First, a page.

• Are you looking for a lower calorie alternative? 8 oz of fat-free milk has 86 calories, compared to 35-50 calories in unsweetened almond milk, 50-60 calories in unsweetened coconut milk, and 60-70 calories in plain fat-free soy milk. Some alternate types of milk actually contain more calories than fat-free cow’s milk: hemp milk has 100-110 calories, and unsweetened rice milk contains 120-130 calories. Any type of milk that is sweetened contains even more calories from added sugar.
  • Are you looking for a lower carbohydrate option? Almond and coconut milk contain <5 grams of carbohydrate per cup compared to 12 grams of carbohydrate in cow’s milk. Rice milk contains twice as much carbohydrate as cow’s milk.  Caution:  flavored milks all contain higher amounts of carbohydrate from added sugar.
  • Are you vegan? People who follow a vegan diet do not consume any animal products, including cow’s milk.
  • Are you allergic to nuts? If so, avoid almond milk.
  • Are you allergic to soy? If so, avoid soy milk.
  • Is the milk flavored? Flavored milks contain added sugar. Cow’s milk and unsweetened varieties of other types of milk contain no added sugar.

None of these milks, including cow’s milk, are a substitute for breast milk or infant formula. Be sure to follow your physician’s recommendations for milk products or milk substitutes for infants and children.

Type of milk

calories

protein

carbohydrate

fat/saturated fat

cow’s milk, fat-free

86

8g

12g

0/0g

cow’s milk, 1%

103

8g

12g

2.4/1.5g

cow’s milk, 2%

124

8g

12g

4.9/3.1g

cow’s milk, whole

148

8g

12g

8/4.6g

almond milk, unsweetened

35-50

1g

3g

2.5-3.5/0g

almond milk, vanilla

70-90

1g

9-15g

2.5/0g

coconut milk, unsweetened

50-60

1g

1g

5/5g

hemp milk, unsweetened

100-110

2-5g

6g

6-7/.5-1g

rice milk, unsweetened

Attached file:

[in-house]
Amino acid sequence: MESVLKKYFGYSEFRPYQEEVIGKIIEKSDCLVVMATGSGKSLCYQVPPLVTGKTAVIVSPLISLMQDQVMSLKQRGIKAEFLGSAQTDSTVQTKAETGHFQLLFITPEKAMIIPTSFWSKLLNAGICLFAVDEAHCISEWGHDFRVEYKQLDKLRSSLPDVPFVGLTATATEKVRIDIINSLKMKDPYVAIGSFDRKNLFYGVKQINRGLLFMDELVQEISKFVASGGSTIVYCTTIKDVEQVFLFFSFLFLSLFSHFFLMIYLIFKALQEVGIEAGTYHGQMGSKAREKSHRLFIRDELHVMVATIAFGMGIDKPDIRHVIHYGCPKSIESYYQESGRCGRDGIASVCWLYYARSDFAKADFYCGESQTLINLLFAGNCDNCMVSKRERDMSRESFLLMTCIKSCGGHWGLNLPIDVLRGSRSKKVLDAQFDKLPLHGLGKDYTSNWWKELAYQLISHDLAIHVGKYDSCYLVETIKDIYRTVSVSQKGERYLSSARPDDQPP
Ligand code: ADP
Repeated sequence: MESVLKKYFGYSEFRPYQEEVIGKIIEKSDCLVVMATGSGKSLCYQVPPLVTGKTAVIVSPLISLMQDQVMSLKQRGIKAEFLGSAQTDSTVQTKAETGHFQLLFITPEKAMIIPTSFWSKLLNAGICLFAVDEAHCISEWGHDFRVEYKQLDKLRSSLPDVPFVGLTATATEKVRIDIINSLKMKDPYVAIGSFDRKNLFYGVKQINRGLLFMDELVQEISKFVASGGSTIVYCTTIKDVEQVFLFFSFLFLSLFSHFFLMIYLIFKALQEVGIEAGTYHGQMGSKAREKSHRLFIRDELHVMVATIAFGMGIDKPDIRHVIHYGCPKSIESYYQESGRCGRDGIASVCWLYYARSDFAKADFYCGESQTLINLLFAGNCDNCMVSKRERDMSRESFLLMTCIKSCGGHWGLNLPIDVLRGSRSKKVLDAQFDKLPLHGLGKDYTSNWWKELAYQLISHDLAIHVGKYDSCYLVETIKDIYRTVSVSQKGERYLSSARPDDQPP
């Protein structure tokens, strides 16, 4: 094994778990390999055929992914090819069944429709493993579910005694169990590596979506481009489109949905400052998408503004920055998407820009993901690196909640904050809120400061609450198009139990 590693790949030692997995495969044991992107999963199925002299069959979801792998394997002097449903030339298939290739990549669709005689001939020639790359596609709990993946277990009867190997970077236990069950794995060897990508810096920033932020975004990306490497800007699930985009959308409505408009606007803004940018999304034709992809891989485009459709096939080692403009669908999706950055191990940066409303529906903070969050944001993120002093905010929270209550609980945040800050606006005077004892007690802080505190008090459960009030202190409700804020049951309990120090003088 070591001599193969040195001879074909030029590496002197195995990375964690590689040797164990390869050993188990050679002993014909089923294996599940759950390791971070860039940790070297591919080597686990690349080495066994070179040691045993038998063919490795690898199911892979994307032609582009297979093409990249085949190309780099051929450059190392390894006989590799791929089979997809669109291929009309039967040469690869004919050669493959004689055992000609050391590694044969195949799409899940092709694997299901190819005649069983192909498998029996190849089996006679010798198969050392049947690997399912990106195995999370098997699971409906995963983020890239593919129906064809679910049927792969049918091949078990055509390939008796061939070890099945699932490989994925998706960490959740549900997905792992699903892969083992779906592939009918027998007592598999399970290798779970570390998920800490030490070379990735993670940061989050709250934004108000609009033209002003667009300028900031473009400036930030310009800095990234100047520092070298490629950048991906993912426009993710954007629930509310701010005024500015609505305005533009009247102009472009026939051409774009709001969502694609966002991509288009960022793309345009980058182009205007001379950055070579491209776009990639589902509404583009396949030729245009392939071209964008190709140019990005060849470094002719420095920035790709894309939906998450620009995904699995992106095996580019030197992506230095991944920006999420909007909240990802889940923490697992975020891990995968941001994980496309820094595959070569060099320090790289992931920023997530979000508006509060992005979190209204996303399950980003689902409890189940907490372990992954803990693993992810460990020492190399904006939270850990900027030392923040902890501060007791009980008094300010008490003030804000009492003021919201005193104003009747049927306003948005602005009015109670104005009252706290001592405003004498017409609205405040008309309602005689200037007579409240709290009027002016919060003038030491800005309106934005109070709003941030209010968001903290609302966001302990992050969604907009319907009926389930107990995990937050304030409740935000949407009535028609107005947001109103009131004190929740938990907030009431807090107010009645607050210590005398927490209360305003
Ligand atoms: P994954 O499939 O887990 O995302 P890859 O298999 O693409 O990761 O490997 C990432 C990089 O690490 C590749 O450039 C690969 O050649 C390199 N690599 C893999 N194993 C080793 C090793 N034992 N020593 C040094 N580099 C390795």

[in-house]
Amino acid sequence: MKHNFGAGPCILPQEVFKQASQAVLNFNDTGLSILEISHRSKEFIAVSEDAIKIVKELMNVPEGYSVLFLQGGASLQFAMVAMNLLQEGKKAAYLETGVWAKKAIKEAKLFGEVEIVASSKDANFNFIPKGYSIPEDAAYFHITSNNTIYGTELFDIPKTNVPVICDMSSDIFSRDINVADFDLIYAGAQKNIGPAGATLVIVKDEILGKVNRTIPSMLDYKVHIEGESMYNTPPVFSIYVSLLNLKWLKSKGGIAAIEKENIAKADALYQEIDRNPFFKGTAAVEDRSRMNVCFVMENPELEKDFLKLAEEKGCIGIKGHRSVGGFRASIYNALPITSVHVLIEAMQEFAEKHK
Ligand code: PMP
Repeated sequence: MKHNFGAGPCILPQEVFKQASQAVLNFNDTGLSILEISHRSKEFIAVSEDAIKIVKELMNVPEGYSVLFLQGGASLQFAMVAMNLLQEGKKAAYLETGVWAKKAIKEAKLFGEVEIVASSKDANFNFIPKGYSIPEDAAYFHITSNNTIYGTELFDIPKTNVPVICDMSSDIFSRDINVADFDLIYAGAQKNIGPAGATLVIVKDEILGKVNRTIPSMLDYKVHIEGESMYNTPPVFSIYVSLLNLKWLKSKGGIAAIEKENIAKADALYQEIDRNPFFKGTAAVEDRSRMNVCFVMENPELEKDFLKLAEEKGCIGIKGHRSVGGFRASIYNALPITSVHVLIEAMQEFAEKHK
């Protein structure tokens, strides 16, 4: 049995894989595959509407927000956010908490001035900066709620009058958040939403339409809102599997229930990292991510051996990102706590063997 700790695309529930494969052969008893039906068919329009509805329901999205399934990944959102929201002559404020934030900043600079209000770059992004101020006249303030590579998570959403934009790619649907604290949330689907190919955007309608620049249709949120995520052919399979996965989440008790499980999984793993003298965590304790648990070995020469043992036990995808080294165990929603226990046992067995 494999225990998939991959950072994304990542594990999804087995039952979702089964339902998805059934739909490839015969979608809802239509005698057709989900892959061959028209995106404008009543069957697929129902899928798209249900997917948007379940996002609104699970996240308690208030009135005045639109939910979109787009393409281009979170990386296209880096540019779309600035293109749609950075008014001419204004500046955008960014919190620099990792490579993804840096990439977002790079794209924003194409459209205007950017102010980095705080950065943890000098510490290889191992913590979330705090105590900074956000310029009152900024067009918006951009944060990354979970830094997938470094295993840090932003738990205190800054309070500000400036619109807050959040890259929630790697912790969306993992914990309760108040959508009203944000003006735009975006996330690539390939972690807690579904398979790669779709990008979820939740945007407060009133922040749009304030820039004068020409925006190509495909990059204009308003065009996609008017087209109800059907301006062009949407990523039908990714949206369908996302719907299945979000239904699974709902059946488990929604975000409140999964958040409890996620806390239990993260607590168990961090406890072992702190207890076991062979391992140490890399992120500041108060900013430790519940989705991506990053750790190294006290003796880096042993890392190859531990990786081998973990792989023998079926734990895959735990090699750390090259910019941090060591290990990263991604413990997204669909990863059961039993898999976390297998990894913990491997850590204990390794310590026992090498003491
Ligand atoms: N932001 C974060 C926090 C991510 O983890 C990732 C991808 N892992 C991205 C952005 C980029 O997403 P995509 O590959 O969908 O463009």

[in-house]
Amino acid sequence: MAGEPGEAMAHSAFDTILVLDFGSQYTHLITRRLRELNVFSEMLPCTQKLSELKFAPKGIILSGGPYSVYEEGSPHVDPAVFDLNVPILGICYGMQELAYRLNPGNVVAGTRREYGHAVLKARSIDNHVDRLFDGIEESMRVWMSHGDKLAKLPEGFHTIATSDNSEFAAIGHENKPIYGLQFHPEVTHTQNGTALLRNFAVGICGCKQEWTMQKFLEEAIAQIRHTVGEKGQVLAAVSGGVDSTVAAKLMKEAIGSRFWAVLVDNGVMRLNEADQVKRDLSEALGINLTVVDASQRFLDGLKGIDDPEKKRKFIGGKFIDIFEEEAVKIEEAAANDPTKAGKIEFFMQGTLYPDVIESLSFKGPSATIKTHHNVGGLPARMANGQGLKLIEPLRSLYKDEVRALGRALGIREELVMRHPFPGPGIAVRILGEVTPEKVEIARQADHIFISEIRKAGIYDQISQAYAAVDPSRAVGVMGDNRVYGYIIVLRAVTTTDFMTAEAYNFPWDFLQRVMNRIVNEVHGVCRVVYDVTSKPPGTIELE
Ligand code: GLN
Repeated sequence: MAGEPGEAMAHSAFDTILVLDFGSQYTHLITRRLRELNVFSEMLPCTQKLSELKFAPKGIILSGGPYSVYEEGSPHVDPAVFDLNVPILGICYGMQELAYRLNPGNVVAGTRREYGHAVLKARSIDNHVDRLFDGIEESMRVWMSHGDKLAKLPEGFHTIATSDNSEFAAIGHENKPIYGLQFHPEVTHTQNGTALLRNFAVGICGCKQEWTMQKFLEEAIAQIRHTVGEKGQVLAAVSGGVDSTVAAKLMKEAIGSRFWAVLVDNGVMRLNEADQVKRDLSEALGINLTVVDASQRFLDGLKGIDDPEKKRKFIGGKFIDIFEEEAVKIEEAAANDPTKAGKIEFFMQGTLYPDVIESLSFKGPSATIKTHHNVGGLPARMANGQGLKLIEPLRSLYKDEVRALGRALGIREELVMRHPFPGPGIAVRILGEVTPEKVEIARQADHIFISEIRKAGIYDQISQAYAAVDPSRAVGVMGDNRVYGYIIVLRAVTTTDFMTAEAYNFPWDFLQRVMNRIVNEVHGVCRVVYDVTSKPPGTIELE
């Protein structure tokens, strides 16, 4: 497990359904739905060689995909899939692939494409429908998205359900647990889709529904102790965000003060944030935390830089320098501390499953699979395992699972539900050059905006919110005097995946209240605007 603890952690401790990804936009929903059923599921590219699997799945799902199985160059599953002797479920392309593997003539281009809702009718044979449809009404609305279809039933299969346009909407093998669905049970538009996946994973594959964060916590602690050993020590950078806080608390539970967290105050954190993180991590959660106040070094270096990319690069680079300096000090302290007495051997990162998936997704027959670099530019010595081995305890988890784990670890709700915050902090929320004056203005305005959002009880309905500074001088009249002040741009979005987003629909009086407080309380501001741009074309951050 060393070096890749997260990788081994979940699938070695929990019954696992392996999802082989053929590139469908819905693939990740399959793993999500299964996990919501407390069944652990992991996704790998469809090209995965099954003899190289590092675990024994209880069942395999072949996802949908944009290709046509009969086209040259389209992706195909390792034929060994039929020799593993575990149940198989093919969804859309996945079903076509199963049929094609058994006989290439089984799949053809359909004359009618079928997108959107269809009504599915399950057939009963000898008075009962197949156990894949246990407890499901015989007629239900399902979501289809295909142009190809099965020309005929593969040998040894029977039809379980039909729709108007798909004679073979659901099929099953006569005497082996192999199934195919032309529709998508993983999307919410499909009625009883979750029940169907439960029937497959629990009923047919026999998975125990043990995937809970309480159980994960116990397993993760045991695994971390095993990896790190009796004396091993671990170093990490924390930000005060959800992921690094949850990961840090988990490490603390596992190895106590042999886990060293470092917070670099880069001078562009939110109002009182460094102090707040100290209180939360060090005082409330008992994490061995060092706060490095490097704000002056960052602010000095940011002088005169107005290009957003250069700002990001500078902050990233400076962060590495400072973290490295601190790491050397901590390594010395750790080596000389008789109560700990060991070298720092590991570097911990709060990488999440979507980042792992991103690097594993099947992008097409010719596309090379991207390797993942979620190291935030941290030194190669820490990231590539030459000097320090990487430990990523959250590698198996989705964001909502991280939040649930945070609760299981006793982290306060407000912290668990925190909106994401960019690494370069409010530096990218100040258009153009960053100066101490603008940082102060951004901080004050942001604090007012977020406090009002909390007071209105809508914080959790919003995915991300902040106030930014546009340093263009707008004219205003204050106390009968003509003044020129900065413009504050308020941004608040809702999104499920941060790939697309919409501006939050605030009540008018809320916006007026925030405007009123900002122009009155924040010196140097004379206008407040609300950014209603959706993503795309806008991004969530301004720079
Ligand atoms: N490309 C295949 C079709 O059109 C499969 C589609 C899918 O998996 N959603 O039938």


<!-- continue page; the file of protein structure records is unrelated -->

120-130

1g

23-25g

2/0g

rice milk, vanilla

130

1g

26g

2/0g

soy milk, non-fat plain

60-70

7-9g

10g

0/0g

soy milk, low-fat plain

60

7-9g

5g

1.5/0g

soy milk, original

100

`7-9g

8g

4/.5g

soy milk, vanilla

100

7-9g

12g

3.5/.5g

 

 

 

 

 

 

 

 

 

 

 

 

 

 

 

 

 

 

 

 

Note: based on 8 fluid ounces, or one cup, of each product6

References:

  1. Dairy:  Nutrients and Health Benefits. http://www.choosemyplate.gov/dairy-nutrients-health last updated 6-26-15. Accessed 3-20-16.
  2. Soy isoflavones. Iowa State University, Soybean Extension and Research Program. http://extension.agron.iastate.edu/soybean/uses_isoflavones.htm Accessed 3-21-16.
  3. What are the alternatives to drinking dairy milk? Megan Ware, RDN, LD. Medical News Today. http://www.medicalnewstoday.com/articles/273982.php last updated 9-24-15, accessed 3-21-16.
  4. Lactose Intolerance. National Institute of Diabetes and Digestive and Kidney Diseases. http://www.niddk.nih.gov/health-information/health-topics/digestive-diseases/lactose-intolerance/Pages/facts.aspx  June 2014. Accessed 3-20-16
  5. Milk Allergy. Food Allergy Research and Education. https://www.foodallergy.org/allergens/milk-allergy  Accessed 3-20-16.
  6. Plant-Based Dairy Alternatives Guide. From The Plant Powered Diet by Sharon Palmer, RD. http://www.todaysdietitian.com/pdf/webinars/PlantBasedDairyAlternativesGuide.pdf 2013. Accessed 3-20-16.